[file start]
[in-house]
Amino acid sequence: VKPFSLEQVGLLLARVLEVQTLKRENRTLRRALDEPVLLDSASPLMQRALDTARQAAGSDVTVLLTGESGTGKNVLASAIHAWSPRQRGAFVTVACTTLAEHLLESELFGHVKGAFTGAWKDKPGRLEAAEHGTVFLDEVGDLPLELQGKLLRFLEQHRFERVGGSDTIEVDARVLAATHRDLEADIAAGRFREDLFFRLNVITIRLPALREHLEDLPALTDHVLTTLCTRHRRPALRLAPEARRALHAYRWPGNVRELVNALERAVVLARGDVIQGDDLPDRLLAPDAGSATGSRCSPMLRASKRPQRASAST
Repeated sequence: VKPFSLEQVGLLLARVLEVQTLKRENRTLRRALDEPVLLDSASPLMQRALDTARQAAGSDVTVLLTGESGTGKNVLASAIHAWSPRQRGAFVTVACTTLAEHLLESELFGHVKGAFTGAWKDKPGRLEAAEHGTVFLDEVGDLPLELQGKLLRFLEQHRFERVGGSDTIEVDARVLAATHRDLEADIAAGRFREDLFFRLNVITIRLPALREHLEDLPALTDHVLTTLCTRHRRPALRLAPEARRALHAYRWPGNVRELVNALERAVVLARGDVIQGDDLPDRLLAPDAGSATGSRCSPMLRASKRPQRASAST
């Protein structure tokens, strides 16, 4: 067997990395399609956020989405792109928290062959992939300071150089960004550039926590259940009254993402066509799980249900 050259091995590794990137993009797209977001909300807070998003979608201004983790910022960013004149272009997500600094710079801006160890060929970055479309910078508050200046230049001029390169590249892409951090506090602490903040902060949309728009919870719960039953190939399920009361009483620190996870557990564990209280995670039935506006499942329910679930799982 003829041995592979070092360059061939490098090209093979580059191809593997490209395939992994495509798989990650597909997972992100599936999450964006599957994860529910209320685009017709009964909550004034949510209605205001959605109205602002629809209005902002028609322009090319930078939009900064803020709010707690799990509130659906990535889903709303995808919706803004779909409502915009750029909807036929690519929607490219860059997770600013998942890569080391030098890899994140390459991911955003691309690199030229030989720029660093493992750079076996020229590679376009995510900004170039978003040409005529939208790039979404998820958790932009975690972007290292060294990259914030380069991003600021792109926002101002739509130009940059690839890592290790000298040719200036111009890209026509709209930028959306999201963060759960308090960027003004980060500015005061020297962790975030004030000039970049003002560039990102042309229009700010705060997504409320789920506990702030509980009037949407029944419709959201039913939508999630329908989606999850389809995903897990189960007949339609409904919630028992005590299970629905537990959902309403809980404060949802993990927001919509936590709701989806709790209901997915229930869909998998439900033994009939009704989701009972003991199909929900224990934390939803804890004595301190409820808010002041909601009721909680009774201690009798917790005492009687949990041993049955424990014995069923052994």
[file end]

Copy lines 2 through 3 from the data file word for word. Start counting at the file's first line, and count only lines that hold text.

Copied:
Amino acid sequence: VKPFSLEQVGLLLARVLEVQTLKRENRTLRRALDEPVLLDSASPLMQRALDTARQAAGSDVTVLLTGESGTGKNVLASAIHAWSPRQRGAFVTVACTTLAEHLLESELFGHVKGAFTGAWKDKPGRLEAAEHGTVFLDEVGDLPLELQGKLLRFLEQHRFERVGGSDTIEVDARVLAATHRDLEADIAAGRFREDLFFRLNVITIRLPALREHLEDLPALTDHVLTTLCTRHRRPALRLAPEARRALHAYRWPGNVRELVNALERAVVLARGDVIQGDDLPDRLLAPDAGSATGSRCSPMLRASKRPQRASAST
Repeated sequence: VKPFSLEQVGLLLARVLEVQTLKRENRTLRRALDEPVLLDSASPLMQRALDTARQAAGSDVTVLLTGESGTGKNVLASAIHAWSPRQRGAFVTVACTTLAEHLLESELFGHVKGAFTGAWKDKPGRLEAAEHGTVFLDEVGDLPLELQGKLLRFLEQHRFERVGGSDTIEVDARVLAATHRDLEADIAAGRFREDLFFRLNVITIRLPALREHLEDLPALTDHVLTTLCTRHRRPALRLAPEARRALHAYRWPGNVRELVNALERAVVLARGDVIQGDDLPDRLLAPDAGSATGSRCSPMLRASKRPQRASAST